Blurred Lines of Communications: Today’s Text Messaging, Emoji-ing, Hashtagging Culture

Jimmy Fallon and Justin Timberlake #Hashtagging

In this increasingly warped universe where you never know where the next viral phenomenon will emerge, Weird Al Yankovic (musical parodist from the late 1970s) may have done more than he intended with his latest video parody, “Word Crimes”  (set to Robin Thicke’s “Blurred Lines” and with 12.5 million views at this posting.)

Unknown-1Although linguists are having a hey day critiquing Weird Al’s satirical take on our generation’s errant grammar (it’s true), they may be missing the greater message – or warning – to “wise up” and “listen up.”  This new world of online social communications is having an impact on how we are perceived and maybe even on our school and career trajectory.   Consider his opening lines (minus the hey, hey, heys and woos):

Everybody Shut Up

Everyone listen up

If you can’t write in the proper way, (lousy writer!)

If you don’t know how to conjugate,

 Maybe you flunked that class!

And maybe now you find,

That people mock you onliiiiiiiine! 
(Everybody wise up!)

Hidden amongst all the jazzy graphics and word play, Weird Al implores, “make literacy your mission,” and “show the world you are not a clown.”

So, are we the most inarticulate generation to come along?

While I always think it’s a “Good time to learn some grammar,” much of what Weird Al is parodying are not “Word Crimes,” but new forms of digital communications that are transforming how we converse with friends and family alike.  We are not “incoherent,” we just need to figure out how and when to use these new forms and for what purpose.

Take text messaging (or SMS – short message service). While I’m not a fan of all those additional letters that try to underscore a point (paaarrrttyyy!!!), and the misspellings that might be cute (peepl), I do give the thumbs up to the inherent convenience and time-efficiency of replacing words with one letter (“are” with “r”) or replacing letters with numbers (gr8!) – perfectly appropriate for a quick check in with friends and family; but not perfectly appropriate in a college essay or a job seeking cover letter.  And, those OMGs, LOLs, and BRBs are IMO (in my opinion) creative, trendy, sometimes crude, and often times hilarious.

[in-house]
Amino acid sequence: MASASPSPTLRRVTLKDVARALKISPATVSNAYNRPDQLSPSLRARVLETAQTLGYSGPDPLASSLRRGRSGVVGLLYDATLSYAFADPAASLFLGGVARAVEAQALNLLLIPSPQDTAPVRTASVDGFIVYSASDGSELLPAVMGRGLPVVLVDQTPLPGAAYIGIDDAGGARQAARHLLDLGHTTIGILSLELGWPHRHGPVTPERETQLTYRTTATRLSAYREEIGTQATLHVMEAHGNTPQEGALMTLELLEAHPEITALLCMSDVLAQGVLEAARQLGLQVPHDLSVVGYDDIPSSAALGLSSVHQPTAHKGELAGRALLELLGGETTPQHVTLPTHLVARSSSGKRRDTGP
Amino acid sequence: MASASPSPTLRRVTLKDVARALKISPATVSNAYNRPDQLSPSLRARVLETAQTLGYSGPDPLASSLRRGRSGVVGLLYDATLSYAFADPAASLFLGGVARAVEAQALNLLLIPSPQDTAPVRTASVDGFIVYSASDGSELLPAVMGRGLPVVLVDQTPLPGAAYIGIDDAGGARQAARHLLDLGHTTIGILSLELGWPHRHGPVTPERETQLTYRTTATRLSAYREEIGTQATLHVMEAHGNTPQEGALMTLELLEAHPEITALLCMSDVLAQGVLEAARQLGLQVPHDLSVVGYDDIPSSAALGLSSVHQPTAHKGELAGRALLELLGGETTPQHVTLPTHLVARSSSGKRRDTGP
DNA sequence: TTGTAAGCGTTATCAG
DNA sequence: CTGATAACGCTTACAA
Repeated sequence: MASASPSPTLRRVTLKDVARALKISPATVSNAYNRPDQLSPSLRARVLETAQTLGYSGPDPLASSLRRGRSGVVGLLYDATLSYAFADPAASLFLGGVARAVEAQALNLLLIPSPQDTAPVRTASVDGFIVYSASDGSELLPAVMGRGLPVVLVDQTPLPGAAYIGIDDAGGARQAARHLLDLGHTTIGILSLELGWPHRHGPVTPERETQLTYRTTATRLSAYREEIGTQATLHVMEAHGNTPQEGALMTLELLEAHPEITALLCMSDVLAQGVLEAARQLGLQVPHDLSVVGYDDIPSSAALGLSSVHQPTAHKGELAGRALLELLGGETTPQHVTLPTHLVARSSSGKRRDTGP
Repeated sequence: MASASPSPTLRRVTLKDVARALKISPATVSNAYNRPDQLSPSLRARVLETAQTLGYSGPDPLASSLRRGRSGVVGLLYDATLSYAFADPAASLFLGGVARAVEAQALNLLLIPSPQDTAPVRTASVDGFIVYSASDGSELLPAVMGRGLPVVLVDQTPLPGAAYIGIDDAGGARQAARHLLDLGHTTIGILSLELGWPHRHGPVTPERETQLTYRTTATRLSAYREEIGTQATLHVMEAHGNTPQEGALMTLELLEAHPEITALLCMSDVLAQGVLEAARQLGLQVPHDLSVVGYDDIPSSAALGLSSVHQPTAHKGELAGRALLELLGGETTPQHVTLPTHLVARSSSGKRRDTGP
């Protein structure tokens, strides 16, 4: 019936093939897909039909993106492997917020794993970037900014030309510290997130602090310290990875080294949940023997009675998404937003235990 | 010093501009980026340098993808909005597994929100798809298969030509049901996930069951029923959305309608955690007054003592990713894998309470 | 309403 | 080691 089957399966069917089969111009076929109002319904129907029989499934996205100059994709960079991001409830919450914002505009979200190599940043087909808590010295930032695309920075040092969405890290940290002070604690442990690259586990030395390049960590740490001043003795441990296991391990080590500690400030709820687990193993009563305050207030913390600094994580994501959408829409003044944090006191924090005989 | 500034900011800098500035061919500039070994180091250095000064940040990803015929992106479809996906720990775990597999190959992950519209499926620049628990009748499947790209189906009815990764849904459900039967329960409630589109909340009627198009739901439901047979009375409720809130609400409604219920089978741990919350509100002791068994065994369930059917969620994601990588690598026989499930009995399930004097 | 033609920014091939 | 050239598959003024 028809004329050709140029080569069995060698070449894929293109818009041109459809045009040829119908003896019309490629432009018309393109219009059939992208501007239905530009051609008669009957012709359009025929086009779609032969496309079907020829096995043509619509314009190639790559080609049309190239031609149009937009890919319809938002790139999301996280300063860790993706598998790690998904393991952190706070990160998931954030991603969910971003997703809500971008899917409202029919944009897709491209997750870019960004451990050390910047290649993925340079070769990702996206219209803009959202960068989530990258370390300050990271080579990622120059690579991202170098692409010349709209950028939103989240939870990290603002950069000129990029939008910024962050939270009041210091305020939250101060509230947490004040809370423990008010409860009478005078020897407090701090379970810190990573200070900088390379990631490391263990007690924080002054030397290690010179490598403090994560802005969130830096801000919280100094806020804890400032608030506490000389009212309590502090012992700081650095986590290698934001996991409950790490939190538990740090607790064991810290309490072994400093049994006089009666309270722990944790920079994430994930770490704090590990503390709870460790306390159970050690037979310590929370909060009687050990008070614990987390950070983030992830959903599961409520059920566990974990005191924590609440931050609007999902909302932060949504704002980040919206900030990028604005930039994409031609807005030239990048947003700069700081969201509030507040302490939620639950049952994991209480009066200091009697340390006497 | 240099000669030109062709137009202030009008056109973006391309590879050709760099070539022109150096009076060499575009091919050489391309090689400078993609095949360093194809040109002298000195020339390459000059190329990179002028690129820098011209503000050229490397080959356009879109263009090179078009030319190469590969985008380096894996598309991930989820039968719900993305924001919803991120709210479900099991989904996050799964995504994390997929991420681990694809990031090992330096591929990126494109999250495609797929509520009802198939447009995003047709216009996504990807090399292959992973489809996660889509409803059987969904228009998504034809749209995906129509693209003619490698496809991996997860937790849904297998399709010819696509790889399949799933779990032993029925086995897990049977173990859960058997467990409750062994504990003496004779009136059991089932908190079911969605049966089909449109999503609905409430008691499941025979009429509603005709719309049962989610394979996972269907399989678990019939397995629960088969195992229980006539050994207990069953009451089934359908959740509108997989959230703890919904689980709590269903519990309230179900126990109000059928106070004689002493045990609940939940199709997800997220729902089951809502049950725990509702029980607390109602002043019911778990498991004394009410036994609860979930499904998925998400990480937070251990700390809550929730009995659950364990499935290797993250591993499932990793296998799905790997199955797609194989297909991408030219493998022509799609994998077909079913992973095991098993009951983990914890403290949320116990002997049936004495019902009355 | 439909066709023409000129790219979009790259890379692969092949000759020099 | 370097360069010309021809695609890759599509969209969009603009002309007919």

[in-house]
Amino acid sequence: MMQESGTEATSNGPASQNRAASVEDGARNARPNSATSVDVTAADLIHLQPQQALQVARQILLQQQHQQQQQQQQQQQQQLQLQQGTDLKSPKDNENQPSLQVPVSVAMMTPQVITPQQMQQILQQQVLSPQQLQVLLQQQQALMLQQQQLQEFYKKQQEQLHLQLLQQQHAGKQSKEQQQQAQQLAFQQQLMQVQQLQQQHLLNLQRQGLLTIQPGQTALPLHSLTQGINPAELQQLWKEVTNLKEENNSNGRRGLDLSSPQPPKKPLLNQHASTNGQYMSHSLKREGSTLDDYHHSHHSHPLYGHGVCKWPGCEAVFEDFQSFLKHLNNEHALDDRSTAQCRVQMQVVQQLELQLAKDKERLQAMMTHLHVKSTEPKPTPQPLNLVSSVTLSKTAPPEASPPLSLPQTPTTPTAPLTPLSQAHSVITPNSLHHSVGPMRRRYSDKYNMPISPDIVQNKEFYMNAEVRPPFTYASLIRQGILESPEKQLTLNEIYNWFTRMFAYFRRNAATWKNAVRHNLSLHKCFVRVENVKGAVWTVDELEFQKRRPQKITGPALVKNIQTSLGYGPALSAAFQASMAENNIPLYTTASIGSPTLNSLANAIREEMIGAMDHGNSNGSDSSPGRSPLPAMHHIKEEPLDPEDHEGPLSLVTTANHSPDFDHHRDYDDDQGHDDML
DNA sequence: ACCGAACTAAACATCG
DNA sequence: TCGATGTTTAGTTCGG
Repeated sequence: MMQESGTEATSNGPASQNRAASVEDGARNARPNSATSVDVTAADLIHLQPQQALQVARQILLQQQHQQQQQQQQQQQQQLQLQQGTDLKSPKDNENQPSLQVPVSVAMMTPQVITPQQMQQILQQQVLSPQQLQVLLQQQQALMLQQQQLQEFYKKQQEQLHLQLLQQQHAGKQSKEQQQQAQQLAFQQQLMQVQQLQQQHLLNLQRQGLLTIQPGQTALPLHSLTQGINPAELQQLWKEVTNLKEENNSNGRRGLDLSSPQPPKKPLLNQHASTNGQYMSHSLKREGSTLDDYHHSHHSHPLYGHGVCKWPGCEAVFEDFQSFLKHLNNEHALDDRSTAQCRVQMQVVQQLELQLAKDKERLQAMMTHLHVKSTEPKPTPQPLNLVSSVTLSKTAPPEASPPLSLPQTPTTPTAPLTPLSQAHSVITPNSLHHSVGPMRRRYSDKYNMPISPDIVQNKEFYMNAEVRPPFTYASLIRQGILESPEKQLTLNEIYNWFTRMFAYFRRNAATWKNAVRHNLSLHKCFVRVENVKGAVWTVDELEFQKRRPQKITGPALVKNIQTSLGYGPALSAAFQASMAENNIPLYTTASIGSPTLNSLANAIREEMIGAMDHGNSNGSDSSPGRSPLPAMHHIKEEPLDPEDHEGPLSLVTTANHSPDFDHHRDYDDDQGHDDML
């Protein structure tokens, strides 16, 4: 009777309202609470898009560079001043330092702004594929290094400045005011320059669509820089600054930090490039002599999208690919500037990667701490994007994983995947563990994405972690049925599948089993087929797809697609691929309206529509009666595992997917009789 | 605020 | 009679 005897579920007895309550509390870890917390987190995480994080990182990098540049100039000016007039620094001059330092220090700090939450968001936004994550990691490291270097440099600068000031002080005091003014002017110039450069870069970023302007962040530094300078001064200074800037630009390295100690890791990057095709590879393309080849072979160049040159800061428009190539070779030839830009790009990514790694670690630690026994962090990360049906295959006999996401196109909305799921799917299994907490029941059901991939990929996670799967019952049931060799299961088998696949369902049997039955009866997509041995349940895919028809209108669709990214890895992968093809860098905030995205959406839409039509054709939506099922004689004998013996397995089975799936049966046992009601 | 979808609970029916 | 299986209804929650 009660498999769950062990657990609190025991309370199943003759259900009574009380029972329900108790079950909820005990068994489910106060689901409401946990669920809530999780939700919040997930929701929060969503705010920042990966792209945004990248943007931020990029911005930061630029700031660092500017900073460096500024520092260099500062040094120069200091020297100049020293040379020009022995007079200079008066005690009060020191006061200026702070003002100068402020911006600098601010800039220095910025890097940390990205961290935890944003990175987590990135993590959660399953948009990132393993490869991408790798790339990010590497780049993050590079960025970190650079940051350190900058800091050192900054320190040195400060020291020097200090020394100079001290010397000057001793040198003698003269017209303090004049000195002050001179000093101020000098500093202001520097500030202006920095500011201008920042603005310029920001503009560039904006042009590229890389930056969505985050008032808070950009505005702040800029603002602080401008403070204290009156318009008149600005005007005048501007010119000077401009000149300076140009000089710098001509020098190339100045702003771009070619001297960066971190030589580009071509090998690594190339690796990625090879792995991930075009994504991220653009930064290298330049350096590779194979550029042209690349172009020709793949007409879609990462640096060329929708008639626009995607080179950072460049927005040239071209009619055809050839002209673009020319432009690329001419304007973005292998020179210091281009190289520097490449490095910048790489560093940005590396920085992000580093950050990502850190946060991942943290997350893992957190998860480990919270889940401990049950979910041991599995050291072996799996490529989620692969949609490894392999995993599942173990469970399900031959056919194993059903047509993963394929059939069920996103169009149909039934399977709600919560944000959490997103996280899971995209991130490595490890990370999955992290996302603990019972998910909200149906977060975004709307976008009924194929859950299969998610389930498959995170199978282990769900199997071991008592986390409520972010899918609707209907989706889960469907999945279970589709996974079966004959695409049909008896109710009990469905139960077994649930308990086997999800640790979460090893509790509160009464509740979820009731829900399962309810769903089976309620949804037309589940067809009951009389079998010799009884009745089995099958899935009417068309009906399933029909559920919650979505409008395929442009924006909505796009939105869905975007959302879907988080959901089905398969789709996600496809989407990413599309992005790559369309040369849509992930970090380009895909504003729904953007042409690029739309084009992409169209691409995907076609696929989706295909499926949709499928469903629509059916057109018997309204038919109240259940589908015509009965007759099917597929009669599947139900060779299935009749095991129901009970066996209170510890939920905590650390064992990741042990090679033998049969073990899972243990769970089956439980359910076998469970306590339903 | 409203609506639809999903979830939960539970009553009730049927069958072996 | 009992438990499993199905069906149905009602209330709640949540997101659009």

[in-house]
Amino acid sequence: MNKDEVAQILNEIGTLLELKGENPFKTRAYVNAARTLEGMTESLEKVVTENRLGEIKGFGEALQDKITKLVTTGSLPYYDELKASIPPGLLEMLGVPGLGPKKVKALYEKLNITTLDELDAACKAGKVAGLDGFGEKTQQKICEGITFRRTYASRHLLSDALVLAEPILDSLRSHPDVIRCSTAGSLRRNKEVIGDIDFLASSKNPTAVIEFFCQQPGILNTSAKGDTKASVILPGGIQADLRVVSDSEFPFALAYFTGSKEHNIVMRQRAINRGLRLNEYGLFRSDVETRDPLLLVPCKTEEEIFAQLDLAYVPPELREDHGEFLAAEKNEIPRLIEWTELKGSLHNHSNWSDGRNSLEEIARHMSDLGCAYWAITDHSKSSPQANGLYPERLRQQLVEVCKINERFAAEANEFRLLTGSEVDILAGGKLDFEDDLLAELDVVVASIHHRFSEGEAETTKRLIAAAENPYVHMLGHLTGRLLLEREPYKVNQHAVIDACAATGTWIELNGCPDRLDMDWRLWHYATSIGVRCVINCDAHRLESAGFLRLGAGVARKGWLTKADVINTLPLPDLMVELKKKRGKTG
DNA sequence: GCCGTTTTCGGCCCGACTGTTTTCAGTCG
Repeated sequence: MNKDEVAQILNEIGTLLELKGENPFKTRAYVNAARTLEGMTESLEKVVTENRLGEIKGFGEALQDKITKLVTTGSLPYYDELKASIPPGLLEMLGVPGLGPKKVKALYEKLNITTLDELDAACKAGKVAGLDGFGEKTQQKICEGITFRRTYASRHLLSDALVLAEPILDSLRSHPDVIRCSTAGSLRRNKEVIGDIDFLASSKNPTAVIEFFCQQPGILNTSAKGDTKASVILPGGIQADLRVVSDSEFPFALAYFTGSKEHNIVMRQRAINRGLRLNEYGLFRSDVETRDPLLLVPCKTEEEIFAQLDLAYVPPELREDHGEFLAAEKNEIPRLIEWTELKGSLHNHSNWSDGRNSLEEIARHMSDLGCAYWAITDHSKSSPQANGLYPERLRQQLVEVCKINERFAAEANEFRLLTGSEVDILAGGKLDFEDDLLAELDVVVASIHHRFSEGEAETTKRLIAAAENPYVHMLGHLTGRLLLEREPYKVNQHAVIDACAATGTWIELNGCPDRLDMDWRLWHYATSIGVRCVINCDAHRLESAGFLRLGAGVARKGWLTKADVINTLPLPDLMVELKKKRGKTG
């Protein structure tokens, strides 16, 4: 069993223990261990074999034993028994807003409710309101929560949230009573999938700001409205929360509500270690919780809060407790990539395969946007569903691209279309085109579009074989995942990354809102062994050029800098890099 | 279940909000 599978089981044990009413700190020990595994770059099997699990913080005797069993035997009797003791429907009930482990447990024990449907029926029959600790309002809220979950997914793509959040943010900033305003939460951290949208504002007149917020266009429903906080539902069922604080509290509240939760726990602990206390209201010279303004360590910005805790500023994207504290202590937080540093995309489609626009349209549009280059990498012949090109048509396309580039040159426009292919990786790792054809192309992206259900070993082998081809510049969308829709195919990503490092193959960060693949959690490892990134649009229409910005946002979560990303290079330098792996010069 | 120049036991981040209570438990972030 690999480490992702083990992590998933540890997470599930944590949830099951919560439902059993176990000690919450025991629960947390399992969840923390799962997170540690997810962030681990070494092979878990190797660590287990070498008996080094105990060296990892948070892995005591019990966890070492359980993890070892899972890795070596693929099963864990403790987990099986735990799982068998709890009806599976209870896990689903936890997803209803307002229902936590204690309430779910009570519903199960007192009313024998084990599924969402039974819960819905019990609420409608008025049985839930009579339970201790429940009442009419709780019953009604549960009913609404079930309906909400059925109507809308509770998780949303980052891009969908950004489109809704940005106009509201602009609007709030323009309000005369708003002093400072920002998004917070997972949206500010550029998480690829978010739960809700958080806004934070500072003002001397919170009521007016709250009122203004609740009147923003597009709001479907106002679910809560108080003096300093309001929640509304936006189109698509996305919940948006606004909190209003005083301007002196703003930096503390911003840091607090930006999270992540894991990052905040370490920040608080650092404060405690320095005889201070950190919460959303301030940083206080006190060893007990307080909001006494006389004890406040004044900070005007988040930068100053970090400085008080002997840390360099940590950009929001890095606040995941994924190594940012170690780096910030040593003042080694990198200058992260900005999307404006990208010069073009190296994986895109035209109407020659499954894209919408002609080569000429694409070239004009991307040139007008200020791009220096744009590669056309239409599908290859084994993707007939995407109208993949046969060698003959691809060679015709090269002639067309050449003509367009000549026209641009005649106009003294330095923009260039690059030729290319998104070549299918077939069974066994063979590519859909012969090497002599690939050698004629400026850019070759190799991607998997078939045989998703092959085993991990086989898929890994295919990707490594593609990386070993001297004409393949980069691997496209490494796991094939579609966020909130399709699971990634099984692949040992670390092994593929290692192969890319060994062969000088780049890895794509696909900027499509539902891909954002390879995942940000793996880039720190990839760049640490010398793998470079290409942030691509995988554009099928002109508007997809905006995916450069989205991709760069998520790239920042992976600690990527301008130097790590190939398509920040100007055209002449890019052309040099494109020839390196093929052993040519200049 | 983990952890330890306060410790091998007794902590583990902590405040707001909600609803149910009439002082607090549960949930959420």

Are you fluent in emojis?  Using Emojis, or replacing words with characters, is lots of fun and here to stay as described in this Jessica Bennett NY Times story, “Emoji Have Won the Battle of Words.”  According to Bennett’s research, the website Emojitracker finds that people are averaging 250 to 350 emoji tweets a second!  And “emoji” was crowned as this year’s top-trending word by the Global Language Monitor, and was added to the Oxford English Dictionary.  But what I find most exciting is emoji’s potential to break down cultural language barriers.  If enough characters are created and standardized, this new symbolic system could be used to communicate no matter what language you speak.

And then there are #hashtags. Although hashtags were created as searchable, group-able, metatags to be used in social marketing channels (e.g. Twitter, Instagram), you’ve no doubt noticed that they have taken on a life of their own, as spoofed in this clip of Jimmy Fallon and Justin Timberlake, “#Hashtag” which, at the time of this posting, had 25,362,548 views!

photoMy 21-year-old-niece is known by her friends as “The Hashtag Queen.”  As a proud and clever Millennial, she, like her peers, has turned hashtagging into a speaking style, and maybe even a new art form.  Here’s an example of one of her recent, spontaneous Instagram hashtag “poems”:

Having a good eyebrow day.







But here’s the thing…how do we resolve all of these new forms when it comes to school and career?  Do text messages, emojis and hashtags have a place in communications when we want to impress?   When we want others to listen up?  And, how about in our professional lives?

My son’s religious-school teacher is brilliant, a terrific storyteller and has her own successful blog.  Over dinner, she told us that her fiancé recently accused her of “still speaking in her text voice,” (she admittedly threw an OMG into their conversation).  Can she blame it on teaching kids all day?

This spurred on a conversation about using your “text voice” in the work place.  She had been put in charge of reviewing resumes from potential job applicants.  “Some were great,” she said, “But the text speak has infiltrated their resumes.  Some really needed to review their grammar, get rid of the casual speak, and understand that ‘Btw’ doesn’t belong in a resume.  And, when it came to the job applicant’s voice messages, I’m not sure that they were ever taught how to use a phone.”

(What is the deal with the telephone and kids’ inability to use this old-school contraption for a productive conversation?  I’ll get to that in my next blog…)

So, Thank you Weird Al for a gr8 video, chock full of great advice.  It’s true.  We all need to “familiarize ourselves with the nomenclature” and stop using verbal tics like, “like.” But no Weird Al, it’s not a crime to play with syntax, emoji or LOL.  Truth be told, we are now living through a sociolinguistic transformation brought on by the ubiquitous Internet.  And, like most things in life, there is a time, a place and a hashtag.

I’d love to hear your thoughts and stories.  Feel free to post your comments – all forms accepted!

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